Manusmriti with the Commentary of Medhatithi

by Ganganatha Jha | 1920 | 1,381,940 words | ISBN-10: 8120811550

This is the English translation of the Manusmriti, which is a collection of Sanskrit verses dealing with ‘Dharma’, a collective name for human purpose, their duties and the law. Various topics will be dealt with, but this volume of the series includes 12 discourses (adhyaya). The commentary on this text by Medhatithi elaborately explains various t...

Sanskrit text, Unicode transliteration and English translation by Ganganath Jha:

परस्य दण्डं नोद्यच्छेत् क्रुद्धो नैनं निपातयेत् ।
अन्यत्र पुत्रात्शिष्याद् वा शिष्ट्यर्थं ताडयेत् तु तौ ॥ १६४ ॥

parasya daṇḍaṃ nodyacchet kruddho nainaṃ nipātayet |
anyatra putrātśiṣyād vā śiṣṭyarthaṃ tāḍayet tu tau || 164 ||

He shall not, when angry, raise the rod against another person, nor shall he let it fall; except in the case of the son or the pupil; these two he may beat with a view to correction.—(164)


Medhātithi’s commentary (manubhāṣya):

Daṇḍa,’ ‘rod,’ is that whereby one is struck, ‘daṇḍyate;’ that is, the hand, the stick, the whip, the rope, the split-bamboo, and so forth.—This ‘rod’ ‘he shall not raise, when angry, against another person;’ i.e., he shall not hold it up; nor shall he let it fall down; i.e., bring it into contact with the other person’s body.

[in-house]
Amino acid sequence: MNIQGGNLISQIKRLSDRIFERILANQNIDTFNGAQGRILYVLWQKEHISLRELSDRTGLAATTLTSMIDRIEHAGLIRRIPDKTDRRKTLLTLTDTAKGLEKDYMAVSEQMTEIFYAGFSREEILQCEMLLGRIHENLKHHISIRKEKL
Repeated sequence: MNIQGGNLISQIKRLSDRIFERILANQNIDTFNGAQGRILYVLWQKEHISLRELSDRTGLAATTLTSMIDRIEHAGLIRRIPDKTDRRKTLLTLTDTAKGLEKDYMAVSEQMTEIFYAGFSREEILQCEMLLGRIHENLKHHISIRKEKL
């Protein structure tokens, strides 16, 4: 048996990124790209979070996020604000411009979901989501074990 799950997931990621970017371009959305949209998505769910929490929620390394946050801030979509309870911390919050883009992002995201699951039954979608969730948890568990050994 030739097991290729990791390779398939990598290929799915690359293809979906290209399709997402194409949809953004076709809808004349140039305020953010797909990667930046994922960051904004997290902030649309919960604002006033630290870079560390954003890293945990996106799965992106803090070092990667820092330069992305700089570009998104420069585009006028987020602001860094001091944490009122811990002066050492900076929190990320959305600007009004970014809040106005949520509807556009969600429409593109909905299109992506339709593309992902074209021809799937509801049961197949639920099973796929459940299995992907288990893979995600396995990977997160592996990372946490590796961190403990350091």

The son and the pupil one may strike with the whip, the split-bamboo, or the slap,—as is going to be mentioned under Discourse VIII,—but not with the stick. Further, these two are to be beaten, not in auger, but only with a view to correction,’—i.e., for the purpose of correcting them, if through boyishness, they happen to misbehave. And these two are to be punished lightly, as is going to be laid down under 8.299.

The ‘pupil’ is meant to exclude the male and female slaves also; the purpose served (i. e., correction) being the same in both cases—(164).


Explanatory notes by Ganganath Jha

Cf. 8.298-299 and 4.175.

This verse is quoted in Aparārka (p. 231), which adds:—‘Śiṣya’ here means ‘one who has to be taught—the ‘son’ is mentioned separately with a view to emphasis;—and in support of this it quotes the rule of Viṣṇu, which is in the general form ‘Śāsyam śāset tāḍayet’.


Comparative notes by various authors

Mahābhārata (Anuśāsana, 161.38).—(Same as Manu, but reading ‘Tāḍanam smṛtam’ for ‘tāḍayettu tam’).

Viṣṇu (71.80.82).—‘He shall not raise the rod against another person;—for disciplinary purposes, he shall beat his pupil, on the back, either with a rope or a bamboo-piece.’

Yājñavalkya (1.155).—‘He shall beat his son and his pupil.’

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